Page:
Bell Brothers Cafeteria an original

by Brian Clarey

It’s my first time in the Bell Brothers Cafeteria – my first foray, truth be told, into this section of Winston-Salem, an industrial corridor where the Norfolk-Southern Line butts up against the airport.

A neighborhood breaks the pattern of manufacturing plants and tarmac somewhere near NC Highway 52.

There are barbershops with painted windows, and a moderately well-kept housing project. A Paragon Food Center and its parking lot have been abandoned to the stalk weeds and crabgrass. Its façade wears flourishes of black spray paint, evidence of life after dark.

Bell Brothers has been here since 1953 – so long that the meat-and-two-veggie dynamic may have been formulated inside these walls.

Regular readers of this space may recognize that this is the second cafeteria I’ve visited in as many weeks. I acknowledge this and offer by way of explanation that Bell Brothers is the most unspoiled example of the classic cafeteria in the Triad, perhaps in the whole country.

Even as the neighborhood around it tells its own story of the last 50 years, little has changed inside. The food line still starts with tiers of desserts – homemade pies and Jell-O, mostly – and a section with cold salads. There will be a predictable line-up of home-cooked staples classified loosely into “meat” and “vegetable” categories (for example, macaroni and cheese is a vegetable). You point at what you want through the glass and the nice ladies will serve it up for you on a segmented plate.

They still keep the silverware and drinking glasses in industrial dishwasher racks, and they still have coffee and iced tea in the dining room – iced tea stored in vats big enough to wash a monkey in.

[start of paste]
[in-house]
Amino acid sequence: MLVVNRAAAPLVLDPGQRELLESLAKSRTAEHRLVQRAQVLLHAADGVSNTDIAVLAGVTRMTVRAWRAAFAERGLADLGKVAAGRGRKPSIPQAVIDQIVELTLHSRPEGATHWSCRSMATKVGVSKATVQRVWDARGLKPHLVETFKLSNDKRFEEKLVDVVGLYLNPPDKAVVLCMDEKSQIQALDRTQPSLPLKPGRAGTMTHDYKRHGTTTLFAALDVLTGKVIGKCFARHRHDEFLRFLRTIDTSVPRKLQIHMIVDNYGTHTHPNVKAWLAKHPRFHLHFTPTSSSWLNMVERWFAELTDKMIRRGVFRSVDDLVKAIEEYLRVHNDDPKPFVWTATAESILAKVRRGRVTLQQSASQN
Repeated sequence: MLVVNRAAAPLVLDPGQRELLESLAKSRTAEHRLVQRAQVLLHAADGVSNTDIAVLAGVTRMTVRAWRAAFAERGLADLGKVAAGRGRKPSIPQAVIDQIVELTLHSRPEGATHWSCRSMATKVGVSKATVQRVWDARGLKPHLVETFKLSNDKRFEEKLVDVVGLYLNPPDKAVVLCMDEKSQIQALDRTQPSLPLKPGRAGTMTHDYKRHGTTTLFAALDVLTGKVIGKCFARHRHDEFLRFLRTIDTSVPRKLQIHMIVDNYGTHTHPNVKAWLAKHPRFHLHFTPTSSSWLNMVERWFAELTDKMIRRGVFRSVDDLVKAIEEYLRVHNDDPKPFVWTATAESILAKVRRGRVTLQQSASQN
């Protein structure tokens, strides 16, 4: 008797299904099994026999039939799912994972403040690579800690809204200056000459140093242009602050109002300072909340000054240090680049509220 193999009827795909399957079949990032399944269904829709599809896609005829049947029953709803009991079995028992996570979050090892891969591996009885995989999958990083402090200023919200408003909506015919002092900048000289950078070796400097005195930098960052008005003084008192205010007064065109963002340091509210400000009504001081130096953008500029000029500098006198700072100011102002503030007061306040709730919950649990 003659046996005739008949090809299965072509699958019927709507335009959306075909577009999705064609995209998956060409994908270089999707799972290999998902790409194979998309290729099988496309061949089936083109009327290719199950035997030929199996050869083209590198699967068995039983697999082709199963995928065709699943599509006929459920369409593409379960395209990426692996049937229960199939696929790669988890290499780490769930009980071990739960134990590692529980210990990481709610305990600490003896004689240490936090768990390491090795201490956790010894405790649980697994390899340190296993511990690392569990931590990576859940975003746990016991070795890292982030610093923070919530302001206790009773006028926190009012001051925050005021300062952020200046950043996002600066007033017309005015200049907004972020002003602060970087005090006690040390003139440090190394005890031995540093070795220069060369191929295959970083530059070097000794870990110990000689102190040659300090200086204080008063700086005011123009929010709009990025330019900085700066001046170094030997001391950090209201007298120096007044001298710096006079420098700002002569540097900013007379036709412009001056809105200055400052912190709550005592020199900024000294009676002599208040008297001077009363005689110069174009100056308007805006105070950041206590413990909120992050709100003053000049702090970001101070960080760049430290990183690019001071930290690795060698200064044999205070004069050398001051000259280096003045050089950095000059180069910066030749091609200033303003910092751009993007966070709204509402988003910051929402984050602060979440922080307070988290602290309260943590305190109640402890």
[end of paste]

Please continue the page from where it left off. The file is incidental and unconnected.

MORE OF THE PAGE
Today’s menu includes sausage, chicken-fried steak, chicken-fried chicken, baked chicken, turkey with dressing, green beans, cornbread and pecan pie.

I settle on a hamburger steak – a dense, seasoned hunk of beef in a gravy redolent of ketchup with thick onion slices – with cabbage and broccoli with a thin cheese sauce. Then I point to that pork chop.

She gets me a good one, well marbled, prepared in the manner that was the inspiration for Shake “n’ Bake kitchen mixes and with surprising pockets of meat around the bone. And is Bell Brothers the kind of place where I feel comfortable picking up my pork chop bone and gnawing on it?

Yes, it is.

The crowd is a fine cross-section of those who look for value and volume in their midday meals: young professionals trying not to get gravy on their shirts, laborers in sturdy boots, old folks who dress for lunch out of habit. There are also a few representatives of the leisure class – at least, as they are represented in this stretch of street.

The dining room is a time capsule, with red Naugahyde and Formica and the kind of wood paneling that is actually made from pieces of wood. The food is honest and real – rudimentary elements combined in time-honored tradition, nothing you haven’t seen before but still with the ability to surprise. Like when the sauce from my broccoli mingled on the plate with the gravy from the hamburger steak. Or when I cut through a slice of Key lime pie and realized that it was constructed entirely in-house, right down to the crust.

And while it may be surprising to some that Bell Brothers has found long-term success in a neighborhood where that commodity is hard to come by, it all makes perfect sense to me. Currents shift. Tides ebb and flow. Fortunes rise and fall. But a good piece of baked chicken is impervious to the forces of change.

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